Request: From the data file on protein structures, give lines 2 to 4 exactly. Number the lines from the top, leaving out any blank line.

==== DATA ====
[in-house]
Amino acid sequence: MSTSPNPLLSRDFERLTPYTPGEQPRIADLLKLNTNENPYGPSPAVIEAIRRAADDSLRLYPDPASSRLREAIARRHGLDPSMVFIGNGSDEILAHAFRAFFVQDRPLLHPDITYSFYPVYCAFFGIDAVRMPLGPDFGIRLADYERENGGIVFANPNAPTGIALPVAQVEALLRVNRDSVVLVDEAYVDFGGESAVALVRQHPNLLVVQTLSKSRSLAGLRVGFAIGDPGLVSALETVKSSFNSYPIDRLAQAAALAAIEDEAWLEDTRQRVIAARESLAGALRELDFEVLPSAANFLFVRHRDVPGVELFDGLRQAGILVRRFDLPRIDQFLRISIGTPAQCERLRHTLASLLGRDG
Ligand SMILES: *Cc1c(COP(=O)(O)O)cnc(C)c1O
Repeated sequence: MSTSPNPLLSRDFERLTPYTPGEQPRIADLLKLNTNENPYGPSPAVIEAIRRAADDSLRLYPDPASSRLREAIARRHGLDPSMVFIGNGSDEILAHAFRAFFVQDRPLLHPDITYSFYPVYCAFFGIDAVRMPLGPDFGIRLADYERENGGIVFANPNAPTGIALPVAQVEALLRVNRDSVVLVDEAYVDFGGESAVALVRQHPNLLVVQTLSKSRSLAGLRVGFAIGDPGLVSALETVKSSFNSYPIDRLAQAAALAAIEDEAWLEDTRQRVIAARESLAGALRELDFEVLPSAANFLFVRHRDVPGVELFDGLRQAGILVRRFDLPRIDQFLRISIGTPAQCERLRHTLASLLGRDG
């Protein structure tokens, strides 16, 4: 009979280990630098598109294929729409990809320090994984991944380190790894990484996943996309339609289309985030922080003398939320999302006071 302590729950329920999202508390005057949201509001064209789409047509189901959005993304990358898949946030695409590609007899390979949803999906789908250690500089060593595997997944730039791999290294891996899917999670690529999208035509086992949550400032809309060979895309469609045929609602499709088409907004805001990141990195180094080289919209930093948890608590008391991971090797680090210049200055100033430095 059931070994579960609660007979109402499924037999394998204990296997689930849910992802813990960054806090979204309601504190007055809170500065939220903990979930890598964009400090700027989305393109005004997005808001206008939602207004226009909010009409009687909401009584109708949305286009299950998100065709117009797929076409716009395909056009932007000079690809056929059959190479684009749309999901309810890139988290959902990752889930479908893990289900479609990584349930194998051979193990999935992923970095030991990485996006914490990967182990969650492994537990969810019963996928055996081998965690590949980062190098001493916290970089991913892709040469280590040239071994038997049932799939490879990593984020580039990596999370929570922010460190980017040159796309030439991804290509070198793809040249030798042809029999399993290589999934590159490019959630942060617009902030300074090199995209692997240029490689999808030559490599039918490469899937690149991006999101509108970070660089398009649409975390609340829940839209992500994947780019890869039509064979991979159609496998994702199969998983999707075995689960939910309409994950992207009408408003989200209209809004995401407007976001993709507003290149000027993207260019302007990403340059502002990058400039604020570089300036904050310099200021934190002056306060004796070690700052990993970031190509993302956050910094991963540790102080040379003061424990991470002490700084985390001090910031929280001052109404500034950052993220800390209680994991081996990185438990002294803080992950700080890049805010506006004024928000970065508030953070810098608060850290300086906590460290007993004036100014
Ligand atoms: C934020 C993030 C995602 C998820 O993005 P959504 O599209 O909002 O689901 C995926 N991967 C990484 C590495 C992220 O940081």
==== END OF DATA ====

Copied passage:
Amino acid sequence: MSTSPNPLLSRDFERLTPYTPGEQPRIADLLKLNTNENPYGPSPAVIEAIRRAADDSLRLYPDPASSRLREAIARRHGLDPSMVFIGNGSDEILAHAFRAFFVQDRPLLHPDITYSFYPVYCAFFGIDAVRMPLGPDFGIRLADYERENGGIVFANPNAPTGIALPVAQVEALLRVNRDSVVLVDEAYVDFGGESAVALVRQHPNLLVVQTLSKSRSLAGLRVGFAIGDPGLVSALETVKSSFNSYPIDRLAQAAALAAIEDEAWLEDTRQRVIAARESLAGALRELDFEVLPSAANFLFVRHRDVPGVELFDGLRQAGILVRRFDLPRIDQFLRISIGTPAQCERLRHTLASLLGRDG
Ligand SMILES: *Cc1c(COP(=O)(O)O)cnc(C)c1O
Repeated sequence: MSTSPNPLLSRDFERLTPYTPGEQPRIADLLKLNTNENPYGPSPAVIEAIRRAADDSLRLYPDPASSRLREAIARRHGLDPSMVFIGNGSDEILAHAFRAFFVQDRPLLHPDITYSFYPVYCAFFGIDAVRMPLGPDFGIRLADYERENGGIVFANPNAPTGIALPVAQVEALLRVNRDSVVLVDEAYVDFGGESAVALVRQHPNLLVVQTLSKSRSLAGLRVGFAIGDPGLVSALETVKSSFNSYPIDRLAQAAALAAIEDEAWLEDTRQRVIAARESLAGALRELDFEVLPSAANFLFVRHRDVPGVELFDGLRQAGILVRRFDLPRIDQFLRISIGTPAQCERLRHTLASLLGRDG